Underground musicians have established an Underground Music Federation, seeking to nurture the local underground music scene by providing a sympathetic platform through which musicians can interact and evolve.
Since its inception last spring, the federation has hosted live music events, launched an interactive website for artists and sought to create ties between disconnected platforms, both new and old, that are passionate about underground music.
“We knew that we couldn’t rely on existing musical platforms to provide the right services and exposure for artists,” says Mohamed Ayatt, the federation’s founder and manager. “There are no open platforms that facilitate the business side for underground artists, so right after the 18 days, we decided to do it ourselves.”
In October, a large music festival at the Cairo Youth Center saw the launch of the website, which allows artists to create online portfolios — similar to MySpace, only local — so that fans can easily browse and discover new music, discuss it in a forum and create charts based on online ratings. The portfolios could then be used to get gigs and potentially shop for a record deal.
To join the federation’s initiative, artists need to submit an online application on the website. The only conditions are that the provided information is verifiable and that the artist produces original music.
The Underground Music Federation also provides artists with the opportunity to professionally record music and videos if the demand is there but not the finances.
Another crucial goal of the initiative is to unify existing platforms that are sympathetic to the cause yet remain alienated. In this vein, the federation has created strong ties between itself, Virgin (as an advertiser and distribution outlet) and the newly established Discord Music Magazine.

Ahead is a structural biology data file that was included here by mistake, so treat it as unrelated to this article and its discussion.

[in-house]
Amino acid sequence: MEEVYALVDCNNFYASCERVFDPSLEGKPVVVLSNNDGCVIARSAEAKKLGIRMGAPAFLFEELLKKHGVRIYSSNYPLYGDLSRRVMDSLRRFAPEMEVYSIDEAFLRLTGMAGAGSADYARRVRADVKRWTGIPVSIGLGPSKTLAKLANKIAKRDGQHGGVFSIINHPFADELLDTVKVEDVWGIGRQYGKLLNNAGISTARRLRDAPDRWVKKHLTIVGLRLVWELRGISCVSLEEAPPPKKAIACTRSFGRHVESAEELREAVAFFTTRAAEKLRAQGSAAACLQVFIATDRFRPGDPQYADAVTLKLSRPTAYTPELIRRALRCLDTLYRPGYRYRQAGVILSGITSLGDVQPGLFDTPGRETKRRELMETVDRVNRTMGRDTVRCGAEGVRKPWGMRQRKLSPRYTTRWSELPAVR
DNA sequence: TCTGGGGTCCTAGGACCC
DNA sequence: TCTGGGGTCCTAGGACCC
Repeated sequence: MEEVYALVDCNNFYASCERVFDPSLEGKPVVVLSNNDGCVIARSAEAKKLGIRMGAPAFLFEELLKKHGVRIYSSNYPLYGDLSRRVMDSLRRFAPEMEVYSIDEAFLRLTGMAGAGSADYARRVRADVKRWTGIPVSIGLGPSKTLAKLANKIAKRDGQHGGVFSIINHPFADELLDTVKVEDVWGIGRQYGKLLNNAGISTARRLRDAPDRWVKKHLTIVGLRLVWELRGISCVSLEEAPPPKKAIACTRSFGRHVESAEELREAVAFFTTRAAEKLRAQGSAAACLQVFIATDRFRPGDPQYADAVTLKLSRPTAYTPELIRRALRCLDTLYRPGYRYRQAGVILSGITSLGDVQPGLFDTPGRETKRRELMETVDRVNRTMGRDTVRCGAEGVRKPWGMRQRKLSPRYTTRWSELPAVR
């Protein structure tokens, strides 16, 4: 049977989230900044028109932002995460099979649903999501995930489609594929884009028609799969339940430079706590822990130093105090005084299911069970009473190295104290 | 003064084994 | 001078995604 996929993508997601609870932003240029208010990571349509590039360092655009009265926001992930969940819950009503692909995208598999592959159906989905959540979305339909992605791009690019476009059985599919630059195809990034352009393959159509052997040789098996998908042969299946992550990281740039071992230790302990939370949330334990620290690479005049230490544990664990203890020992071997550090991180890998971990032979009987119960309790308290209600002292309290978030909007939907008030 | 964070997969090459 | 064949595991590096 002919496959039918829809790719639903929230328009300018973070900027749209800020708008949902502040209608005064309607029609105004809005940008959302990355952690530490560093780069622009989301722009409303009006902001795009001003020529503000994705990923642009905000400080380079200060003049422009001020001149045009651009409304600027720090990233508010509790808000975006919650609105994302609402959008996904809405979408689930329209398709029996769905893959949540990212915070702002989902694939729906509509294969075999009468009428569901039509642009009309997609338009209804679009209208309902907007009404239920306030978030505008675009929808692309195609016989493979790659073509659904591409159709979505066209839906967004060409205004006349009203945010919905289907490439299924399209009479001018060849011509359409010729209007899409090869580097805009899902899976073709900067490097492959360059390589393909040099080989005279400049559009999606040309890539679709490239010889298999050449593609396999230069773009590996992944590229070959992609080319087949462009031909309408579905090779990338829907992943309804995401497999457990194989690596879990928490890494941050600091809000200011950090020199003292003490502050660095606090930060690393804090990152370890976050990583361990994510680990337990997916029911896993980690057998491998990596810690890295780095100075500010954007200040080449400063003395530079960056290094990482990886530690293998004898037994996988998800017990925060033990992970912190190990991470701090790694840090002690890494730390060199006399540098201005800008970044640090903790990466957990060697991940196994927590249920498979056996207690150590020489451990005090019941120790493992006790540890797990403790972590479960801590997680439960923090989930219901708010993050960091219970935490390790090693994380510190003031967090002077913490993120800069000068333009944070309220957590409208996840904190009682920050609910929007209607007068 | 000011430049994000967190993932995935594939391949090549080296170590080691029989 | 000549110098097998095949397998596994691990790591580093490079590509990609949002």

Discord Music Magazine launched its first monthly issue in November, both online and in print. It provides a medium for writers to review local underground artists and introduces readers to international bands that might also be considered unknown or under the radar. A large part of Discord’s features are written in Gonzo-style, making the platform fun and engaging.
“We wanted to create a medium that could connect local artists and create an ongoing catalog of underground music that is easily accessible to musical artists and can spark new interest in local music,” says Nader Ahmed, managing partner of Discord.
Since their launch, both the Underground Music Federation and Discord have already seen a lot of interest from other platforms eager to align with the cause. However, they explain that it is necessary to remain selective to avoid becoming associated with platforms that have hindered underground music in the past.
“The goal is to bring the underground over-ground, not to make it a marketing tool for an established platform,” says Ahmed.
The project faces numerous challenges. One includes finding a suitable primary venue that is sympathetic to underground music — not money-oriented — and can be used as a home base. Another challenge is the website, whose launch event last October was far from trouble-free, according to Ayatt.
Another issue includes providing legal licenses for musicians to perform, the fact that many fans are underage, poor sound equipment, promoters only looking to return a large profit (which underground music doesn’t necessarily provide) or even being shut down by police. There is hope, though, that a new, suitable venue may come to light in the near future.
Still, the platforms certainly have a long way to go until they have influence on the cultural scene. Some artists, believing that previous gigs were less than impressive, have complained that the federation, while having a great cause, has yet to really demonstrate the service it seeks to provide.
Others, of course, believe that the initiatives are simply the seeds for developing a future music culture.